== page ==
Texas Left Many Coronavirus Decisions To Its Cities – But Not Anymore.

Chief emergency manager Nim Kidd told Texas Standard that social-distancing policies were up to local authorities. But Gov. Greg Abbott changed that Thursday with an executive order.

By Jill AmentMarch 19, 2020 11:16 am, ,

Officials continue to urge Texans to maintain social distance to help slow the spread of the coronavirus.

Nim Kidd is chief of the Texas Division of Emergency Management. He told Texas Standard his agency is treating the pandemic like any other disaster.

“The policies, the procedures and the people that we respond to [in] all natural disasters in Texas are really the same; those really don’t change. They’re part of the National Incident Management System,” Kidd said.

That system is part of the Federal Emergency Management Agency.

That response has included Texas Gov. Greg Abbott calling on the National Guard. That means services members are themselves at risk while they’re helping the state deal with the spread of COVID-19. They aren’t the only ones; first responders of all kinds are at risk right now, Kidd admitted. He didn’t say whether the state is doing anything to mitigate that risk.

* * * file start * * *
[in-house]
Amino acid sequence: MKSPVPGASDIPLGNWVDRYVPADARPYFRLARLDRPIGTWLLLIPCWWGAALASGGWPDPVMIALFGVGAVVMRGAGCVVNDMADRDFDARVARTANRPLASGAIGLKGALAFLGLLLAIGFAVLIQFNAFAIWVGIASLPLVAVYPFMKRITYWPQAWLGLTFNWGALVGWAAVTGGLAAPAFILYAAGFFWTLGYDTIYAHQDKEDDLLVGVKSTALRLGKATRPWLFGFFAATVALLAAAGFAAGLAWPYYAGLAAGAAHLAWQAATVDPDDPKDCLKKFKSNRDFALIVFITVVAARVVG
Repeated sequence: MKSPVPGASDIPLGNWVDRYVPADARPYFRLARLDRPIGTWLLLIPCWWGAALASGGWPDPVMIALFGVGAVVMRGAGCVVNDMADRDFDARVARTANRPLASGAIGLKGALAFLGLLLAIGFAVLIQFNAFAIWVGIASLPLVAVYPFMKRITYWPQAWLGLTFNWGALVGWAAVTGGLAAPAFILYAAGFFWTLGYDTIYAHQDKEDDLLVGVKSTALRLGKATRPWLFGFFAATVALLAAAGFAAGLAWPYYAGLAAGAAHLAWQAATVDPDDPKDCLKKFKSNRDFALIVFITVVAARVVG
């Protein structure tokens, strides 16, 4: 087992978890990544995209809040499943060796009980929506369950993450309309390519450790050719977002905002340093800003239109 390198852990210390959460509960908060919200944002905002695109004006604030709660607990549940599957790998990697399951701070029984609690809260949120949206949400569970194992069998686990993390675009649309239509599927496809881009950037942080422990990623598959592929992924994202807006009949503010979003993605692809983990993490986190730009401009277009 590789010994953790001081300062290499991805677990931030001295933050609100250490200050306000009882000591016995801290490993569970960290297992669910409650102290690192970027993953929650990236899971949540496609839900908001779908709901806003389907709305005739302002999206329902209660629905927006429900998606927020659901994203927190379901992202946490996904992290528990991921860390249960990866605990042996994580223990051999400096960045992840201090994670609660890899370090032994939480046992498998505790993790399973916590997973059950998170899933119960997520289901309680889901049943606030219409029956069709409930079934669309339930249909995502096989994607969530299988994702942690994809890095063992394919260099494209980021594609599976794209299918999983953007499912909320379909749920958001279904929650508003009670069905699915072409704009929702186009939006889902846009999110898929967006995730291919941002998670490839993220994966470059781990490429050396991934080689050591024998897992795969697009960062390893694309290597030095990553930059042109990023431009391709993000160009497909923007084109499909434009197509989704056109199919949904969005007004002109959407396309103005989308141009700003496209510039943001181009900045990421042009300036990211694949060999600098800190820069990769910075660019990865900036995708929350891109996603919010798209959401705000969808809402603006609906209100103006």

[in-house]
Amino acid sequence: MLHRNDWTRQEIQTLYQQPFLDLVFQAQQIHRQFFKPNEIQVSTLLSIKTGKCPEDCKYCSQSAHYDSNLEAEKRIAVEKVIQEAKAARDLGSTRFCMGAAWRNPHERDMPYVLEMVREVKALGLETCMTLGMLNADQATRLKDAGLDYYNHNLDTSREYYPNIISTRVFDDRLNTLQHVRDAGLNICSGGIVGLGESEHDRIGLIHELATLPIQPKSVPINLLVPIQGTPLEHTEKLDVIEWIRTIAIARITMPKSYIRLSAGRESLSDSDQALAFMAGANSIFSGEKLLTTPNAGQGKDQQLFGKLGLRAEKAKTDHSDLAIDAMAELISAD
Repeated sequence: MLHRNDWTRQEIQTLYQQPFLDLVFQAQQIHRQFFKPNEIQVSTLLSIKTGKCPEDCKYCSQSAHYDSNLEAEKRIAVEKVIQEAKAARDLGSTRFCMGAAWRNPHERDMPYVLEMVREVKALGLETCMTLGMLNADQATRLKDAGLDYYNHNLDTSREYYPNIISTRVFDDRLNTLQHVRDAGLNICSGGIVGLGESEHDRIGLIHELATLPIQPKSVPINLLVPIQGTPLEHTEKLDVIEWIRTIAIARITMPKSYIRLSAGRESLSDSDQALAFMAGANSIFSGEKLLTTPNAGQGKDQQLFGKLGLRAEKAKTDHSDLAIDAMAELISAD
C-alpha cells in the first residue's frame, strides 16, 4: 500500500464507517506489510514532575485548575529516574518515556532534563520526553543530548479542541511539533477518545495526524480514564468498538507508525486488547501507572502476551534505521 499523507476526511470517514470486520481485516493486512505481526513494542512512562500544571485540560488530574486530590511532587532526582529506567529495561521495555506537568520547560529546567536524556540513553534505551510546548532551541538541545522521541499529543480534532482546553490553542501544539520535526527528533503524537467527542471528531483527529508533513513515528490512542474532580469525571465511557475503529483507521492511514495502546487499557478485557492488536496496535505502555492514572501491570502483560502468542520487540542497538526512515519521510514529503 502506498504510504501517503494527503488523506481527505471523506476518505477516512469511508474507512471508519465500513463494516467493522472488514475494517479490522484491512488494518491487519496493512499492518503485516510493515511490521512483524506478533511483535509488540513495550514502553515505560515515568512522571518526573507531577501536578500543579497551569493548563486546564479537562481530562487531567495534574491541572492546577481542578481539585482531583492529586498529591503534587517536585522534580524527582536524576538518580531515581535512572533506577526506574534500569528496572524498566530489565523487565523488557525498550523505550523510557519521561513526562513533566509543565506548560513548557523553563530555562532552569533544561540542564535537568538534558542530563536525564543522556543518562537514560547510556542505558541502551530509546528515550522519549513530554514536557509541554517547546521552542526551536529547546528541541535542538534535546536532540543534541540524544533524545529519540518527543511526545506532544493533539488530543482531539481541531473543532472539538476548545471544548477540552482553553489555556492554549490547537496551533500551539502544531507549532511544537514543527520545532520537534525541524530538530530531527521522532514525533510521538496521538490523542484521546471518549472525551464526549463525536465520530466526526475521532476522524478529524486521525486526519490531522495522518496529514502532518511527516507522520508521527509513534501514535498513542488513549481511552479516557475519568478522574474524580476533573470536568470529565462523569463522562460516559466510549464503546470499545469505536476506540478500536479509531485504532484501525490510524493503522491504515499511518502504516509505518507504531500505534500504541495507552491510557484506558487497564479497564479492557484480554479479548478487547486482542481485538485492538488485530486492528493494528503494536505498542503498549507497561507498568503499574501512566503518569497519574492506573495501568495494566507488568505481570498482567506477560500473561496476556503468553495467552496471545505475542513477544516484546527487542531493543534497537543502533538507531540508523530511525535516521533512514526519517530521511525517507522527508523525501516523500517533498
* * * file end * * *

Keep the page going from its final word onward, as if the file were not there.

Some Texas cities started to require bars and restaurants to close or offer takeout service only. Kidd told the Standard that those decisions are up to local governments and health authorities, not the state. But Thursday afternoon, Gov. Greg Abbott issued an executive order that temporarily closes all schools, bars and gyms, and limits restaurant service to takeout and delivery orders only amid COVID-19 concerns. The order, which goes into effect midnight Friday, also limits gatherings to 10 people and temporarily closes schools until April 3.

Kidd urged Texans not to panic, and especially to stop panic-buying. It’s not necessary, he said.

“The supply chain for grocery and fuel is strong,” Kidd said.

Amid the pandemic, his agency is also responding to other emergencies, including recent tornadoes in North Texas. He said families should have an emergency plan in place, and pay attention to alerts from traditional media, not just from social media.

This story has been updated to reflect Gov. Abbott’s executive order.


Written by Caroline Covington.